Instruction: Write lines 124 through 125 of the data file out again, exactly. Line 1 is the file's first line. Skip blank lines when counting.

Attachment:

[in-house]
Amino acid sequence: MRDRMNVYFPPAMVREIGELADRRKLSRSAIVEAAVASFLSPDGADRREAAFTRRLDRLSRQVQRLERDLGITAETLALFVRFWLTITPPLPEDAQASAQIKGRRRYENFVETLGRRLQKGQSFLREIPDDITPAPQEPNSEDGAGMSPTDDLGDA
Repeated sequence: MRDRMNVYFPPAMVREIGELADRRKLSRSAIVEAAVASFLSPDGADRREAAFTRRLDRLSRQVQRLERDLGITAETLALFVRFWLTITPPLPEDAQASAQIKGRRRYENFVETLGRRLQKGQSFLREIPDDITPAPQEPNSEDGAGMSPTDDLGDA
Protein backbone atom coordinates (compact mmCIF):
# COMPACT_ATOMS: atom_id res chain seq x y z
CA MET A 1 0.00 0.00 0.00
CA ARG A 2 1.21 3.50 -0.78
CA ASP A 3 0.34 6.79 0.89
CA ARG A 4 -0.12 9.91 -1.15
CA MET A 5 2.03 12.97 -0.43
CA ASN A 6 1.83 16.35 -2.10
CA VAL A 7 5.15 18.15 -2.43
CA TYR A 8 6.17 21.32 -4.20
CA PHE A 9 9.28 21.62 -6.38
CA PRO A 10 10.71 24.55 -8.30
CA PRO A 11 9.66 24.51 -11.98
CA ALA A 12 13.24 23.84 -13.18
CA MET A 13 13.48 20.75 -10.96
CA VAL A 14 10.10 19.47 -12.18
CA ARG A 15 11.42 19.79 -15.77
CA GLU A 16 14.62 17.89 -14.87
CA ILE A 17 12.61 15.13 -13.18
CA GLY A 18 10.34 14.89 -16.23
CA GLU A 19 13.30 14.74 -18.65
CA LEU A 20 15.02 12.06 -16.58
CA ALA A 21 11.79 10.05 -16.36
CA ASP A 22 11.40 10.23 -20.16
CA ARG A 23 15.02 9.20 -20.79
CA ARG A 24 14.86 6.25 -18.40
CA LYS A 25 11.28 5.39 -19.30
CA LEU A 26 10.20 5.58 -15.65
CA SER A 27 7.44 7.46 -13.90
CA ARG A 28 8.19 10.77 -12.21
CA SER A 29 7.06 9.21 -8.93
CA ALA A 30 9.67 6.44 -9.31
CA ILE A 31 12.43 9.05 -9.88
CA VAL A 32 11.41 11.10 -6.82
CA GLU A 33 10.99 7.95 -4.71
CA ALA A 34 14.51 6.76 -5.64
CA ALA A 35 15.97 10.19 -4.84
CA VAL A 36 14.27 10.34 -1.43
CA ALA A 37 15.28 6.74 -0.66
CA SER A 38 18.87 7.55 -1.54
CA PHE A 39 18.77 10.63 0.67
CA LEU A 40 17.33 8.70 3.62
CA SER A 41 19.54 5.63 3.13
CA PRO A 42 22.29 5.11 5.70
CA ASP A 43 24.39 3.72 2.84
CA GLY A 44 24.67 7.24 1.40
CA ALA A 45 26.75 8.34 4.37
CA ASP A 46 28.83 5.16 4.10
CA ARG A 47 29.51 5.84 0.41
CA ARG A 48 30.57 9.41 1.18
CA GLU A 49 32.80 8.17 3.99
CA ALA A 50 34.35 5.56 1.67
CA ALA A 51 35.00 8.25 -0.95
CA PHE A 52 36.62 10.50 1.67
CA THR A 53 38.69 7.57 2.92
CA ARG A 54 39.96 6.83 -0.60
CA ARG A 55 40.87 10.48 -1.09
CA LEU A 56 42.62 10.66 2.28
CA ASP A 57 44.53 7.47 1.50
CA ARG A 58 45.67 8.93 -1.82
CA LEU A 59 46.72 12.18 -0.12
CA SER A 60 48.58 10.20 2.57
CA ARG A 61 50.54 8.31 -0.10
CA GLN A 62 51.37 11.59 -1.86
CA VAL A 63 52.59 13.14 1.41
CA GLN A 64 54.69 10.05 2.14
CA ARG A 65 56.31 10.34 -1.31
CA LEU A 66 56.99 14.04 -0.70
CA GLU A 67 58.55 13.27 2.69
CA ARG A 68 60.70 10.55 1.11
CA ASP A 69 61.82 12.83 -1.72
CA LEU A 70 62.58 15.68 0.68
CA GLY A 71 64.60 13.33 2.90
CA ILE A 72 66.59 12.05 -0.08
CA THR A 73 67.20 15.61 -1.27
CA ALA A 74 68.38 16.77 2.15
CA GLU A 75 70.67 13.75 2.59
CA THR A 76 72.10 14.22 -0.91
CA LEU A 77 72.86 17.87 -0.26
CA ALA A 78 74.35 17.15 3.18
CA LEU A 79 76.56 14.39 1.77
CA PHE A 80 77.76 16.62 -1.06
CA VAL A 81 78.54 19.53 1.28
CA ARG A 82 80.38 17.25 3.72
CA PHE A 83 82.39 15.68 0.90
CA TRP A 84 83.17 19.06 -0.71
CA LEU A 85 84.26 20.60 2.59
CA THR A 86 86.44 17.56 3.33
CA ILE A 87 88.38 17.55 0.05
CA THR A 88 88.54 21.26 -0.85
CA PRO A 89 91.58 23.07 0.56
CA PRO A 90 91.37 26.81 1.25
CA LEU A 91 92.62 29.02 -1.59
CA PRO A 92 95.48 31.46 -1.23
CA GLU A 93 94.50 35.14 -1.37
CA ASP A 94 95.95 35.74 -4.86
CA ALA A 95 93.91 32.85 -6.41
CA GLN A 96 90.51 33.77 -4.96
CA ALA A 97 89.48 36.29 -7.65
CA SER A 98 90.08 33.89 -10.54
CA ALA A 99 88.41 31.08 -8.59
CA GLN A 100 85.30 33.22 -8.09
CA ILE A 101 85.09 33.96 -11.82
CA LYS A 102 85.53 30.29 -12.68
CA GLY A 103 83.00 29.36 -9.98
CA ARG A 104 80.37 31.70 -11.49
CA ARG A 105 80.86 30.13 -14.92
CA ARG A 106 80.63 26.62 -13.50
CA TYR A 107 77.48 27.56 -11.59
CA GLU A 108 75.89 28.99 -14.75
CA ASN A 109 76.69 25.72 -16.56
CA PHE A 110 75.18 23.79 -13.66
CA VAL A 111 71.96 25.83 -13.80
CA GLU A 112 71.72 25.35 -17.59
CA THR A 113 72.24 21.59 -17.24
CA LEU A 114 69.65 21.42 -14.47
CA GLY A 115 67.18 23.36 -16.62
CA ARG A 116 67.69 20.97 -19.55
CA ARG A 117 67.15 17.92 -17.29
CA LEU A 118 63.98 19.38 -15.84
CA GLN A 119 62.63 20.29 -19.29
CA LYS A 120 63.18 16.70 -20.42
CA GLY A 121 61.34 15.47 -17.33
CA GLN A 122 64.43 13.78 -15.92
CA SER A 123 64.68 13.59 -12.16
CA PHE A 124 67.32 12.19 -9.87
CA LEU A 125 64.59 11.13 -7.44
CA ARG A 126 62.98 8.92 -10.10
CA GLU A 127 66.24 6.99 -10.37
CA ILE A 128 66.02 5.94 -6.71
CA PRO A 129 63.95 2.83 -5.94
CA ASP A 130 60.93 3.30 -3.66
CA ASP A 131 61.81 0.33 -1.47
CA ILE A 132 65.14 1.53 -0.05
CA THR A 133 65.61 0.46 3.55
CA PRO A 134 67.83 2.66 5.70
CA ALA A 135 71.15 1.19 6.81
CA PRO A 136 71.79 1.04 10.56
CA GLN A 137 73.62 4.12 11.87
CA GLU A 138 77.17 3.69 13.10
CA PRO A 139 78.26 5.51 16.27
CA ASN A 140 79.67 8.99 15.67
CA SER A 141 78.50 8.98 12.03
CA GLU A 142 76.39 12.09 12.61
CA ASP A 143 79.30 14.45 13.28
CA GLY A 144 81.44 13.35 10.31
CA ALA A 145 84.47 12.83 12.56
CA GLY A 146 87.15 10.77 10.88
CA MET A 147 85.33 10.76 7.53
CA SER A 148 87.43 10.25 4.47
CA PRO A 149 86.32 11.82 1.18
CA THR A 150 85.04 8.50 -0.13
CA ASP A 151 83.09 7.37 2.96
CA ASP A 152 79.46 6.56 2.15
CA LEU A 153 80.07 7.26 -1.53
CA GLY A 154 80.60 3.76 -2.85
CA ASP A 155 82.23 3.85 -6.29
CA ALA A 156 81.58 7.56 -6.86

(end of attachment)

CA GLN A 119 62.63 20.29 -19.29
CA LYS A 120 63.18 16.70 -20.42